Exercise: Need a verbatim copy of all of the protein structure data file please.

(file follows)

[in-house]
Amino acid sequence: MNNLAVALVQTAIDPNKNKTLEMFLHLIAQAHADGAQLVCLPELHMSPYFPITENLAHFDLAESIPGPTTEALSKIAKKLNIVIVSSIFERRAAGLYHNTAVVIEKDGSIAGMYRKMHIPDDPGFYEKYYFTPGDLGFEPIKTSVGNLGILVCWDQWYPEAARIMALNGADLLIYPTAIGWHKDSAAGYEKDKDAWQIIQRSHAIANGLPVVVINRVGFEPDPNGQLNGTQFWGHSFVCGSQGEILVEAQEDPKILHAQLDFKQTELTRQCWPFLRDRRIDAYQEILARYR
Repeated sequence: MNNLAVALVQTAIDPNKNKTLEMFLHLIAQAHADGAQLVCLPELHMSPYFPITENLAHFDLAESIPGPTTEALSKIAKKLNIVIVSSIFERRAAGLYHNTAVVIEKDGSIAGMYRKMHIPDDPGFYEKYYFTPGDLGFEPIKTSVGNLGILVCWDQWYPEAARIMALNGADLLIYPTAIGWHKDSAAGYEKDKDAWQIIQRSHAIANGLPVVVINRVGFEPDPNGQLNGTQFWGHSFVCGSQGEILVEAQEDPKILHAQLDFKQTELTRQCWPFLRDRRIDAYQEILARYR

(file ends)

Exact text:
[in-house]
Amino acid sequence: MNNLAVALVQTAIDPNKNKTLEMFLHLIAQAHADGAQLVCLPELHMSPYFPITENLAHFDLAESIPGPTTEALSKIAKKLNIVIVSSIFERRAAGLYHNTAVVIEKDGSIAGMYRKMHIPDDPGFYEKYYFTPGDLGFEPIKTSVGNLGILVCWDQWYPEAARIMALNGADLLIYPTAIGWHKDSAAGYEKDKDAWQIIQRSHAIANGLPVVVINRVGFEPDPNGQLNGTQFWGHSFVCGSQGEILVEAQEDPKILHAQLDFKQTELTRQCWPFLRDRRIDAYQEILARYR
Repeated sequence: MNNLAVALVQTAIDPNKNKTLEMFLHLIAQAHADGAQLVCLPELHMSPYFPITENLAHFDLAESIPGPTTEALSKIAKKLNIVIVSSIFERRAAGLYHNTAVVIEKDGSIAGMYRKMHIPDDPGFYEKYYFTPGDLGFEPIKTSVGNLGILVCWDQWYPEAARIMALNGADLLIYPTAIGWHKDSAAGYEKDKDAWQIIQRSHAIANGLPVVVINRVGFEPDPNGQLNGTQFWGHSFVCGSQGEILVEAQEDPKILHAQLDFKQTELTRQCWPFLRDRRIDAYQEILARYR